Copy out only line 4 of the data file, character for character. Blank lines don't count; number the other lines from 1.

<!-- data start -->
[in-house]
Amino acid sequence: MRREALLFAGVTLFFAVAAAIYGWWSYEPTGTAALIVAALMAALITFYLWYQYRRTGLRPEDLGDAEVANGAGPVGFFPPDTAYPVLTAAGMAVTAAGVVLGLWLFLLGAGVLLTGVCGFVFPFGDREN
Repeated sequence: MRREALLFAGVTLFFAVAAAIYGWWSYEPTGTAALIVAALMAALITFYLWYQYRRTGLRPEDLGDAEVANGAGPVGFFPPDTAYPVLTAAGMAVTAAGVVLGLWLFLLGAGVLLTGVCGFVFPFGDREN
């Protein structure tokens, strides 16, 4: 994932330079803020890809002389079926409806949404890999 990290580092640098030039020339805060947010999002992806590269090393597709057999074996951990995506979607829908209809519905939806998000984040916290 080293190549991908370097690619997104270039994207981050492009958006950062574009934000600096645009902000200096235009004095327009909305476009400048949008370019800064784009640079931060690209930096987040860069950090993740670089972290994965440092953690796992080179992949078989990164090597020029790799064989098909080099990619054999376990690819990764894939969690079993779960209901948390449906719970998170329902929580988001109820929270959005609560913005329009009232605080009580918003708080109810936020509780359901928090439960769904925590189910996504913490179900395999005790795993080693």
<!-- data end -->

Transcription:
């Protein structure tokens, strides 16, 4: 994932330079803020890809002389079926409806949404890999 990290580092640098030039020339805060947010999002992806590269090393597709057999074996951990995506979607829908209809519905939806998000984040916290 080293190549991908370097690619997104270039994207981050492009958006950062574009934000600096645009902000200096235009004095327009909305476009400048949008370019800064784009640079931060690209930096987040860069950090993740670089972290994965440092953690796992080179992949078989990164090597020029790799064989098909080099990619054999376990690819990764894939969690079993779960209901948390449906719970998170329902929580988001109820929270959005609560913005329009009232605080009580918003708080109810936020509780359901928090439960769904925590189910996504913490179900395999005790795993080693």